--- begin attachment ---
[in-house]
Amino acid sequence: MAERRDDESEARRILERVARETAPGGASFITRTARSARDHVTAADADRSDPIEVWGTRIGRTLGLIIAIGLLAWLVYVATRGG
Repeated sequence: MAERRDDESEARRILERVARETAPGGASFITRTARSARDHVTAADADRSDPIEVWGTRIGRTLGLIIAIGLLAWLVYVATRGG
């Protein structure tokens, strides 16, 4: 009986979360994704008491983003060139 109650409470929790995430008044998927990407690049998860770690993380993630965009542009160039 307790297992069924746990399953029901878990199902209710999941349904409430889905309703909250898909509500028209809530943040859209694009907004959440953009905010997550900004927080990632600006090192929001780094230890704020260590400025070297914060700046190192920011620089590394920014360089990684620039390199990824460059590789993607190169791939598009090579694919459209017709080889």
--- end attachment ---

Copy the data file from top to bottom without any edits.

[in-house]
Amino acid sequence: MAERRDDESEARRILERVARETAPGGASFITRTARSARDHVTAADADRSDPIEVWGTRIGRTLGLIIAIGLLAWLVYVATRGG
Repeated sequence: MAERRDDESEARRILERVARETAPGGASFITRTARSARDHVTAADADRSDPIEVWGTRIGRTLGLIIAIGLLAWLVYVATRGG
């Protein structure tokens, strides 16, 4: 009986979360994704008491983003060139 109650409470929790995430008044998927990407690049998860770690993380993630965009542009160039 307790297992069924746990399953029901878990199902209710999941349904409430889905309703909250898909509500028209809530943040859209694009907004959440953009905010997550900004927080990632600006090192929001780094230890704020260590400025070297914060700046190192920011620089590394920014360089990684620039390199990824460059590789993607190169791939598009090579694919459209017709080889």